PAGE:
Pre Grid Parity, Darkness Before the Dawn
It’s half year report time for those fancy public companies, also time to give updated annual outlook after half year shuffling. Again the topic is brought up that some Chinese public companies are fairly undervalued by western stock market. As the most vigorous and sizeable market for the last decade, enormous number of Chinese companies have got to IPO to share the great exuberance with capitalists. In case of PV industry, many Chinese producers got listed, in both domestic and the U.S. stock market, around 2006-2011 when solar energy first time got to mass production. However, there’s been speculation that PV industry is probably the circle giving almost no room to evade bitterness from fastidious wall street investors. That said, most top producers at middle position (wafer, cell and module) are Chinese companies, and listed in U.S. stock market (JKS, JASO, CSIQ, and the fallen ones TSL, STP, YGE, LDK, etc. ). Many have increased both capacity and revenue by 10 to 15 folds in past five years, but their stock price and valuation remains even fraction of IPO price back to 2010. What’s worse, the 2011 downturn has likely burned tentative hands of stock investors and built impression the first place that solar is tough business and riddled with pitfalls. The sentiment permeated investment society that not only Chinese PV companies, but also, the broader solar companies were squeezed ever since. As result, we are seeing sort of absurd scene in PV industry where some U.S. listed Chinese PV producers have got ridiculous low valuation that no investment dogma cold explain. For example, No. 1 panel maker JKS got $3bn revenue, 8-10% worldwide market share in 2016, while market value is only meager $500ml-1bn and P/E 2-5. In comparison, some peers listed in China domestic stock market have reached $3.5-4.0bn valuation and P/E around 20, while revenue only half of those listed in U.S.. Even those tier two producers, widely recognized as weak players, have mostly reached >$1bn being listed in China. Also notably, Chinese PV companies listed in U.S. and HK have widely become target of attack from short investors. Top makers like JKS and CSIQ have got 20-30% of floating stocks shorted, all the time.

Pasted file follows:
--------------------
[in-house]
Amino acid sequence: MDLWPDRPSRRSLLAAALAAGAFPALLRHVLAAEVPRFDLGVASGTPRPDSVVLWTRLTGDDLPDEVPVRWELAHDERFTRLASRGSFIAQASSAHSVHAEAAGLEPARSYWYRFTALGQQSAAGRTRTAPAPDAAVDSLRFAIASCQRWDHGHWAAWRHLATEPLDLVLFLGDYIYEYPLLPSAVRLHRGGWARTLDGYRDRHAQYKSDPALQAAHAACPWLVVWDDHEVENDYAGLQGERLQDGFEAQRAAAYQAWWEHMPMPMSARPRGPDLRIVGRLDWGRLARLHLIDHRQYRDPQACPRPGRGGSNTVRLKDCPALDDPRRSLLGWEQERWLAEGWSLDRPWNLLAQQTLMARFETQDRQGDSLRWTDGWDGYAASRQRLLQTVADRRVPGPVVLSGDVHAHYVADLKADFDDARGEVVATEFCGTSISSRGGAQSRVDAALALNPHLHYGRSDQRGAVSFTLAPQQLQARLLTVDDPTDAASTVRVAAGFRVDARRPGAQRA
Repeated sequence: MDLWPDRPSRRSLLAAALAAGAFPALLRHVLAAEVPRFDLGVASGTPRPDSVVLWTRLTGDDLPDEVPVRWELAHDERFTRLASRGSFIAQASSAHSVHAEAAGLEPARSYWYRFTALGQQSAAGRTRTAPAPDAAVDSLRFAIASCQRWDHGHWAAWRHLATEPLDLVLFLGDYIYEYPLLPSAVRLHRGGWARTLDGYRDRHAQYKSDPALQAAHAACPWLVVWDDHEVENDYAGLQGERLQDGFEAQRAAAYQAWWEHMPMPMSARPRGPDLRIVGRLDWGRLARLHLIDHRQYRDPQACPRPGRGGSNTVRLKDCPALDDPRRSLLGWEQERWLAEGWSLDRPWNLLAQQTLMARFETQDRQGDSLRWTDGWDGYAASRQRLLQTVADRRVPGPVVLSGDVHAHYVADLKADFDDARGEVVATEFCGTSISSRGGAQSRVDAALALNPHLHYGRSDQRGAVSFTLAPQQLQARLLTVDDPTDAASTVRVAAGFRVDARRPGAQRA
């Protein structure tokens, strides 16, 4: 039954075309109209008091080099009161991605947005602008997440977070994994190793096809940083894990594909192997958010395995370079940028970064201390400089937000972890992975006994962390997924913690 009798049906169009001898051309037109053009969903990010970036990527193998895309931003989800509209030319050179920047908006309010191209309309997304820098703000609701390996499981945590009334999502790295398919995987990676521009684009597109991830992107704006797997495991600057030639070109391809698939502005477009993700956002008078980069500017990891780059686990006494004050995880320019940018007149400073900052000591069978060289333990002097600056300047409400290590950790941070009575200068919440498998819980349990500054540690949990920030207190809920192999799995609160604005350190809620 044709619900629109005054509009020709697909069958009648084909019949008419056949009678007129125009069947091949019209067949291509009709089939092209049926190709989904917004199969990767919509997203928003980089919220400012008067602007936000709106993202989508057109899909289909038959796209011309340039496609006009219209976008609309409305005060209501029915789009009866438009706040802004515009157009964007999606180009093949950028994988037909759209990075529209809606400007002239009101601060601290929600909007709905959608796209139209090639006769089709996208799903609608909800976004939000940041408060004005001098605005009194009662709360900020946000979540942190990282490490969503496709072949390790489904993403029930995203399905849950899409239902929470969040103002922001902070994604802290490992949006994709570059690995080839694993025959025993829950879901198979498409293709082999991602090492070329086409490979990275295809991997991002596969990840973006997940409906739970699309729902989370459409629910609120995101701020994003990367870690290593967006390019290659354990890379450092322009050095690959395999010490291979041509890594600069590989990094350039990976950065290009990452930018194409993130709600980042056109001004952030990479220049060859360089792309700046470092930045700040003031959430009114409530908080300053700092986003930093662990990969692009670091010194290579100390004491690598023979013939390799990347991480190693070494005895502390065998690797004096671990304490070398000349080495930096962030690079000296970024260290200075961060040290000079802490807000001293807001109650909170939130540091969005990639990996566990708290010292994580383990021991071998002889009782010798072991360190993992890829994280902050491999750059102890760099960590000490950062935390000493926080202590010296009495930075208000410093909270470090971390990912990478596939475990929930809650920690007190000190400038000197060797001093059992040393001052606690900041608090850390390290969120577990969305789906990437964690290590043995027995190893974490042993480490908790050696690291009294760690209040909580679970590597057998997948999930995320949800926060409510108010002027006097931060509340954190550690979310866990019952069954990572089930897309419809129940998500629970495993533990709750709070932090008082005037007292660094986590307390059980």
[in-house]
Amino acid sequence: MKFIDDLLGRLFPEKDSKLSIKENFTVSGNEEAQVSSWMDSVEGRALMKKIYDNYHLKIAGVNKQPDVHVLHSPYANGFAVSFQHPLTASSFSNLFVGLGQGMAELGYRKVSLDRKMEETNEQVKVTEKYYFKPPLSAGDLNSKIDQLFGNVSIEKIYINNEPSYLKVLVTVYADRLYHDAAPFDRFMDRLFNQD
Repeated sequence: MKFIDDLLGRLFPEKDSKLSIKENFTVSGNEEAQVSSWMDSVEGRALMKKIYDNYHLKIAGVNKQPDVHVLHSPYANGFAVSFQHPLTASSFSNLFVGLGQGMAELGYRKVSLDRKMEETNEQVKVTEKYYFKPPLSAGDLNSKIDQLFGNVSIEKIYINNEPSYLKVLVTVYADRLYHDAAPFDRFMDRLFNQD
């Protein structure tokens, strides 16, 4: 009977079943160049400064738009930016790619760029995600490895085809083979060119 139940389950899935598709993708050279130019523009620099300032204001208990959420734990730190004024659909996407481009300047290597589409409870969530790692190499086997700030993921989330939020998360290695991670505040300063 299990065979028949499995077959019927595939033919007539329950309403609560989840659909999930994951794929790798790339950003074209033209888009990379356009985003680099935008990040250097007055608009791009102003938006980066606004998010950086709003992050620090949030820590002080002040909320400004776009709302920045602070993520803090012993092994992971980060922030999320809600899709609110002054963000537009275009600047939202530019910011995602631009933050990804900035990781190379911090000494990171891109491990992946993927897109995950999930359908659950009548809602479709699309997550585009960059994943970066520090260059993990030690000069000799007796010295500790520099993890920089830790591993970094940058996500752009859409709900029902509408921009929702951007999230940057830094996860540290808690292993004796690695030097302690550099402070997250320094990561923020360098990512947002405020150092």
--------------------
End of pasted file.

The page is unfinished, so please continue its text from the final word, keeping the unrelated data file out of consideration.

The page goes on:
What’s behind this irrational low valuation of PV companies and the twisted comparison between stock markets?
I am basically a sales and marketing person, not an investment professional. But working in two public PV companies (one listed in China domestic one in S. Korea) I did learn various knowledge in regard of finance and investment. And I know sentiments among investors, or industrial people themselves, are something complicated and far beyond simple finance analysis and market research. Gazing at delicate part of this sentiment, politics, culture, business style, and the like, is beyond my capacity. However I can take a look into PV itself as a pure business sector, and what’s around those PV producers when it comes to investment perspective.
I think there will be few denying solar manufacture has the following features, in orderly fashion
1, Always low GM and net income ratio. As noted countless times, solar panel has become a commodity production. This will last as long as c-Si technology stands as mainstream in PV circle With lower and lower entry barrier, the race of expansion have never eased since 2010. Most public PV companies reported lose, many demised, until 2014. With deliberate practice some companies could get middle teens GM and single digit net.
2, Not only low GM and net income rate, prices across whole supply chain are also at fast decline. Panel price dropped by almost 90% since 2010, and same pace as most other components. This is wonderful for end user and demand growth, but nightmare for producers and investors.